A Commentary by Susan Estrich
A long time ago, which is to say at least a month or two ago, I consoled some friends who were despairing of the nastiness of the Democratic race by telling them that whoever won would be the better candidate for it, and that we might need a real race to produce a real winner.
I still believe that.
The conventional wisdom has it that the earlier you wrap up your party's nomination, the more it is worth. The longer it takes to pick a nominee, the more likely that nominee is to lose. I can name plenty of examples of this, any number of whom I've worked for, starting with Carter in 1980 and Mondale in 1984. Then again, Kerry wrapped it up early and easy, and we saw how well he did.
Still, the argument is that the earlier you wrap it up, the sooner you can start putting your own house together and focusing on the general election. The sooner you win, the sooner you stop getting beaten up by your friends, as well as your enemies. The easier it is to win, the less time you have to spend appealing to the party ideologues who tend to control the early contests, rather than the independent voters who decide general elections.
So, according to the conventional wisdom, John McCain, with no small thanks to Mike Huckabee, is in better shape this morning than either Hillary Clinton or Barack Obama. Whether you judge by the arithmetic of delegate counts or by the strength of the alternative(s), McCain is a lot closer to his acceptance speech than Democrats are to deciding who will be delivering one come next August in Denver.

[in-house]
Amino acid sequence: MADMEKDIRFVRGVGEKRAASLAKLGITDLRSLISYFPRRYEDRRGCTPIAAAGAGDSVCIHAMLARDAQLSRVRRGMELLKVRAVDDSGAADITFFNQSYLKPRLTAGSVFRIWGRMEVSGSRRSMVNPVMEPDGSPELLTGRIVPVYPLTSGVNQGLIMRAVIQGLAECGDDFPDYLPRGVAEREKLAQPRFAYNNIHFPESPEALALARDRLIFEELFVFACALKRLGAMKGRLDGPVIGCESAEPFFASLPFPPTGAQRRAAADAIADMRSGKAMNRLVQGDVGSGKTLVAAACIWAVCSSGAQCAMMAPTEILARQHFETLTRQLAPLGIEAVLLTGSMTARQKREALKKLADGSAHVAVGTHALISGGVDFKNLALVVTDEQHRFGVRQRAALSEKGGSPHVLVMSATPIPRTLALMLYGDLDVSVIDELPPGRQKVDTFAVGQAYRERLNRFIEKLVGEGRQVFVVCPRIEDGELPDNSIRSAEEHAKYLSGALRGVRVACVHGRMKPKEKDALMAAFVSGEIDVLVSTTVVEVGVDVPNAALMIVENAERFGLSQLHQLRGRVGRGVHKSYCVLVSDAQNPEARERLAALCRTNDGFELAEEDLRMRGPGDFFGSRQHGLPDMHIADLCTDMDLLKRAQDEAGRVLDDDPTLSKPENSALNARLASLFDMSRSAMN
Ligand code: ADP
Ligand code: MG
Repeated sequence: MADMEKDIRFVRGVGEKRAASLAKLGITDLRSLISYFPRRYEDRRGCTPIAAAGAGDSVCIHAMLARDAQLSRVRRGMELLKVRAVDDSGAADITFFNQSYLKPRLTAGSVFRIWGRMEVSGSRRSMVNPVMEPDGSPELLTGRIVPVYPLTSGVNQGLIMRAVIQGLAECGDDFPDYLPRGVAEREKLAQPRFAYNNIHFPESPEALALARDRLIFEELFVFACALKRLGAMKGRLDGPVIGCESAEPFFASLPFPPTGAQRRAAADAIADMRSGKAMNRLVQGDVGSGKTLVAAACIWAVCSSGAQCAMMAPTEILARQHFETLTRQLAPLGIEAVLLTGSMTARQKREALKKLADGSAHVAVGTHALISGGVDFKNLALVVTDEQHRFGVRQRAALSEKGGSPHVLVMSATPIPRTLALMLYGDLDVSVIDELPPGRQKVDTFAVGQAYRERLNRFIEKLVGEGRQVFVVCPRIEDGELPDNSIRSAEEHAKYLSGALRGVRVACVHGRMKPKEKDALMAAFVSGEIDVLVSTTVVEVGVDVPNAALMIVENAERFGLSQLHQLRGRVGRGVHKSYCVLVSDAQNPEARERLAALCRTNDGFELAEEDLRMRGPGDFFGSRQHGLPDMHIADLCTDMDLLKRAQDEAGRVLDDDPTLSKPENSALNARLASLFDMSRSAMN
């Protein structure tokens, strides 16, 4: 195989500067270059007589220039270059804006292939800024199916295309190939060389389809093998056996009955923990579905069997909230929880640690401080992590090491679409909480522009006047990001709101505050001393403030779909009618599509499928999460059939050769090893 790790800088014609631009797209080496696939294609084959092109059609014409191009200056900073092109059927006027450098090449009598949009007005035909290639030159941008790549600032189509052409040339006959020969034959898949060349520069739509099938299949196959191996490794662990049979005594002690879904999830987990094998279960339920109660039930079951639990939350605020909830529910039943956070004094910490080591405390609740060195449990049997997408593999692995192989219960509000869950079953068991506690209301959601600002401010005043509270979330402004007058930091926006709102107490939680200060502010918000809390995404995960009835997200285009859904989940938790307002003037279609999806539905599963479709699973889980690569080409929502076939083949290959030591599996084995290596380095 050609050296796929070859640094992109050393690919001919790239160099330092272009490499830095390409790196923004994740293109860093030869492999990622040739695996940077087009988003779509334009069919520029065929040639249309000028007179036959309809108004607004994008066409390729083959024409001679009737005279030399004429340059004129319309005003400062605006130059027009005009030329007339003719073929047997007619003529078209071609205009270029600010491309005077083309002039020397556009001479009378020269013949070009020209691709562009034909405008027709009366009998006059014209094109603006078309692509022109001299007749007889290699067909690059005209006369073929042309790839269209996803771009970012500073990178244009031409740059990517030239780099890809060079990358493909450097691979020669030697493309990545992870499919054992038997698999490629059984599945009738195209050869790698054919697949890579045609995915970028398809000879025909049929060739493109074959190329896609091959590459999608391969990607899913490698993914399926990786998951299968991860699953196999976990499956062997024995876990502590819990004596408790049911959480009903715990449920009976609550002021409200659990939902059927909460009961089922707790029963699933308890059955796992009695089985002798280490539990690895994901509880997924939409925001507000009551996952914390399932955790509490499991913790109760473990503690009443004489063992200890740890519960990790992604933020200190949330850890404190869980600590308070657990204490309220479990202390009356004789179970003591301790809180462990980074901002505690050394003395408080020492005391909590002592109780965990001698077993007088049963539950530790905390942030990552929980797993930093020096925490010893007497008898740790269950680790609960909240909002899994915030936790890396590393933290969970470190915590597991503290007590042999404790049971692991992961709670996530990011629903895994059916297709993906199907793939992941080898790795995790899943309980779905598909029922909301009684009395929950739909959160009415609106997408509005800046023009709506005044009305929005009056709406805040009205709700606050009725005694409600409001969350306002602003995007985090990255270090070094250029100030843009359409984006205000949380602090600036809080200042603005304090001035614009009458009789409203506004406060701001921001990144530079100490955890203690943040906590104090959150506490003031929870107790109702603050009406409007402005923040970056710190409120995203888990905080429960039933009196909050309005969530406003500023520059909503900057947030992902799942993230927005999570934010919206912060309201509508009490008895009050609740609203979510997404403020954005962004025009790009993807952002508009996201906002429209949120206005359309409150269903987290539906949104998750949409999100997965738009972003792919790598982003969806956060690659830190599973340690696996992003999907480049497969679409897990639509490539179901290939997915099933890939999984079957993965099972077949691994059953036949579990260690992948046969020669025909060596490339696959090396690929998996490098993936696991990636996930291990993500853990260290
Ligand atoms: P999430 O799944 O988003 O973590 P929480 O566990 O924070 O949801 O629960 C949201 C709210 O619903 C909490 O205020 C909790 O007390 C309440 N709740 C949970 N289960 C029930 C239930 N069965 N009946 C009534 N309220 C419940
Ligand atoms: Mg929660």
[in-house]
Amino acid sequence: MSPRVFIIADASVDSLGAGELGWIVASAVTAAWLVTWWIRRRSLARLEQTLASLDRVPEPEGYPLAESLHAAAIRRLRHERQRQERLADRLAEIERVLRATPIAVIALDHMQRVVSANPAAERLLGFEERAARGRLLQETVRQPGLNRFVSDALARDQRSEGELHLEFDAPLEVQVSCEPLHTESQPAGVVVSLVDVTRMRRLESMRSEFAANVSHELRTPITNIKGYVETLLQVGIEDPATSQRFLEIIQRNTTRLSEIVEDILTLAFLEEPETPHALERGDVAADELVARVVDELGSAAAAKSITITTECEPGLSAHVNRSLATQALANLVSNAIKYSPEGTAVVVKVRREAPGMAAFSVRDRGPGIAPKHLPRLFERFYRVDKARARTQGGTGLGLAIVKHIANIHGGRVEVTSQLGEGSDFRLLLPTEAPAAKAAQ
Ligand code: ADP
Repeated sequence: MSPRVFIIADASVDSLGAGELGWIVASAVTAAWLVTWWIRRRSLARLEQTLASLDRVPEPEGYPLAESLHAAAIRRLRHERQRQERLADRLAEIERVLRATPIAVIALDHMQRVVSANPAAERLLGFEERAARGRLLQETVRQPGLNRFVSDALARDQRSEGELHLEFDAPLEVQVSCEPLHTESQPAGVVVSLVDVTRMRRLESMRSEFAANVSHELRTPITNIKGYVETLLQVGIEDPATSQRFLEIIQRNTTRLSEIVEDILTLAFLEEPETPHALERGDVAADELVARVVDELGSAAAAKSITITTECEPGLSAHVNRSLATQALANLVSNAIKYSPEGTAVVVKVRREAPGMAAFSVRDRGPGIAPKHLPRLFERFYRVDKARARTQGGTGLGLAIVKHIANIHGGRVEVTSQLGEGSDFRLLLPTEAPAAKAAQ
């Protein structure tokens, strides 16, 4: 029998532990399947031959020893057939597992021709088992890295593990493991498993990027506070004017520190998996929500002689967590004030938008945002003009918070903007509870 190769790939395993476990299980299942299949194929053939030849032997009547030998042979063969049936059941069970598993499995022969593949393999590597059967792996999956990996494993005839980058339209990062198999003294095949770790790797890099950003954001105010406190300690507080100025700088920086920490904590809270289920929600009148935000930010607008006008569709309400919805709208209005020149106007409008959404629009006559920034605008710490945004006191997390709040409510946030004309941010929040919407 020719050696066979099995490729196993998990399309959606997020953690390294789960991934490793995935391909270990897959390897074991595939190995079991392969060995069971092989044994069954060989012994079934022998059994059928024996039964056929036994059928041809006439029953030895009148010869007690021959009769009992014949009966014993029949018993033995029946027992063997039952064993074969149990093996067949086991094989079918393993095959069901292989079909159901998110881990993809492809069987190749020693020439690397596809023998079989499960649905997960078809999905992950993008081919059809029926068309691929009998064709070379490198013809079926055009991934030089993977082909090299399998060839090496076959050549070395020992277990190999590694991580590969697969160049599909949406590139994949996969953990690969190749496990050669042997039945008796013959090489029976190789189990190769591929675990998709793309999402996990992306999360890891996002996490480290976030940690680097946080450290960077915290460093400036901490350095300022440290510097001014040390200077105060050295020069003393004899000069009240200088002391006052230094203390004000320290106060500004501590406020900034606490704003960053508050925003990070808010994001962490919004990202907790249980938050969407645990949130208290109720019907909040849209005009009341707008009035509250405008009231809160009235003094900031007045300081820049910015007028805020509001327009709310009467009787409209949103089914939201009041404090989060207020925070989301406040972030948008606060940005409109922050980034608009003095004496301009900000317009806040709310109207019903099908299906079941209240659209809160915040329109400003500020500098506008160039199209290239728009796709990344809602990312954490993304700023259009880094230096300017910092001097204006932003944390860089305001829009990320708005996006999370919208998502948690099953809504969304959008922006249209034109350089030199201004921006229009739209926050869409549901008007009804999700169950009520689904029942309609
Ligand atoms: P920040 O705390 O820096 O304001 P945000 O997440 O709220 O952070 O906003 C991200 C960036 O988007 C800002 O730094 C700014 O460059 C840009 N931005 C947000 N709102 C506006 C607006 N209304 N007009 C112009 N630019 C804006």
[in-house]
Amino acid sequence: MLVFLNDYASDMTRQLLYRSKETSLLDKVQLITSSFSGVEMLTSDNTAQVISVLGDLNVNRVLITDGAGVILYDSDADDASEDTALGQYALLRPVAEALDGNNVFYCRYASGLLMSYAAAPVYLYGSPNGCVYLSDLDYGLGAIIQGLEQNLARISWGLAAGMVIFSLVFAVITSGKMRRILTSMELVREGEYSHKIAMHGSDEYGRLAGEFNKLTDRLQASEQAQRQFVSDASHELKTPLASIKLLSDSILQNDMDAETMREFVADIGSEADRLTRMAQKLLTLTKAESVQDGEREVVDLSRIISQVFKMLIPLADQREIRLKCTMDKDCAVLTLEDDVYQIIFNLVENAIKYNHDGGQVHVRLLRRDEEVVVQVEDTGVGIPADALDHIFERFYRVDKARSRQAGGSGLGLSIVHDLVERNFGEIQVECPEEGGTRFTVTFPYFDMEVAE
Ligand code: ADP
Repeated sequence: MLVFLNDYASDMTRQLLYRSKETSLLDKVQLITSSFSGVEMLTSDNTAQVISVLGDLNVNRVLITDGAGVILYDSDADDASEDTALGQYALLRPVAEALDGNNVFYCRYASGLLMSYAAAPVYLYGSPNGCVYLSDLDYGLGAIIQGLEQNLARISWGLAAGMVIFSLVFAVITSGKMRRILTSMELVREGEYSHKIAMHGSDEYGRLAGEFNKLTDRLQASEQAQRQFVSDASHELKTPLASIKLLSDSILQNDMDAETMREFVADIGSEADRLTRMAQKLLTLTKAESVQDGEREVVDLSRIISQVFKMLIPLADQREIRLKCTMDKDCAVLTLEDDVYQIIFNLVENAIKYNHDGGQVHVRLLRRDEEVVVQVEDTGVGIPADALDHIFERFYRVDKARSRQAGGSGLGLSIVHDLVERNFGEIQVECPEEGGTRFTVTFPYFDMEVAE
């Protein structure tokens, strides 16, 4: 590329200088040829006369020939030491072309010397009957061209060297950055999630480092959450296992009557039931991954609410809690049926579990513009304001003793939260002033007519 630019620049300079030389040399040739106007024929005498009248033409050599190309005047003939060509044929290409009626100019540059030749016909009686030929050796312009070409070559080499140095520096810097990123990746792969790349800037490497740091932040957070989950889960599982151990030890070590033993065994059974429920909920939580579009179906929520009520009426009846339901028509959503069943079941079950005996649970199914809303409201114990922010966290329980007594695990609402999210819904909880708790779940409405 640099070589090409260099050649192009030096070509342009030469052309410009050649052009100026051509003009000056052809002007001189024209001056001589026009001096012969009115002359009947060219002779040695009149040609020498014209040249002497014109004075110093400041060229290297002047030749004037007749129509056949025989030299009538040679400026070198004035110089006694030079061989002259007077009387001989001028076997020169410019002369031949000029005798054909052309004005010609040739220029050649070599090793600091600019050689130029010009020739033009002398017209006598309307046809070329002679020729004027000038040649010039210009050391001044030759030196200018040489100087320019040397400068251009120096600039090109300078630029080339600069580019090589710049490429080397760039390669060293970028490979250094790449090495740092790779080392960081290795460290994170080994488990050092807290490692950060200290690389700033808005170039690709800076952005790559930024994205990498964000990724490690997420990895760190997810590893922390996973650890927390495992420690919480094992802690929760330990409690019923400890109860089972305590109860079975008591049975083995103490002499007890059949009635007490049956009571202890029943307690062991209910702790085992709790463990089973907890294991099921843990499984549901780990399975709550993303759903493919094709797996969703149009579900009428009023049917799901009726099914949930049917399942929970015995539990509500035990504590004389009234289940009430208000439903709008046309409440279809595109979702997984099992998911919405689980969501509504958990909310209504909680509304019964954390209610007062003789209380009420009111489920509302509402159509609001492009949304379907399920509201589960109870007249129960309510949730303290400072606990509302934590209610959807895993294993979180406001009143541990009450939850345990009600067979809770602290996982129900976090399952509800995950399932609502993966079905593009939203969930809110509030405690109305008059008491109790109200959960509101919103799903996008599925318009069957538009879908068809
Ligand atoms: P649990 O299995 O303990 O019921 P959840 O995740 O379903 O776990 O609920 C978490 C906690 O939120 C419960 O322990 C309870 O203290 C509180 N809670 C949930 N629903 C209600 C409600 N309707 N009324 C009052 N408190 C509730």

But this is not a conventional year.
McCain may be closing in on the nomination, but he is earning more ire from the talking heads in his own party than either Clinton or Obama are from Democrats. Rush Limbaugh, Sean Hannity, Laura Ingraham and Ann Coulter have not given up, or given in. The nastiness of the attacks and counterattacks between and among Romney, McCain and Huckabee belies the conclusiveness of last night's Republican results. The usual reason for candidates to drop out, the absence of money, simply doesn't apply in the case of a man of Mitt Romney's wealth, and even hardheaded businessmen like him sometimes have trouble reading the handwriting on the wall when the subject is themselves.
Which brings me back to the Obama-Clinton race. Whatever the personal feelings between the two, their supporters don't hate each other. This is not Kennedy-Carter 1980, or even Mondale-Hart 1984. Most Clinton people I talk to like Obama. Most Obama people, even if they are not Clinton fans, are without question Democrats who will support the first woman to be nominated for president against a man who talks about a hundred-year war in Iraq. The big issue for many Democrats, both Obama and Clinton supporters, is the giant unknown: Who would be in the best position to beat John McCain?
There is no consensus on that. It is the issue that will dominate debate on the Democratic side for the next two months. It is a question worthy of debate, and the winner of that debate should be the Democratic nominee for president. Call me Pollyanna, but I for one believe we can't afford to answer it the wrong way. It's not the usual way of thinking about picking the strongest possible nominee, but then, nothing about this race between a woman and a black is very much like past years.
COPYRIGHT 2008 CREATORS SYNDICATE INC.
See Other Political Commentaries
See Other Commentaries by Susan Estrich
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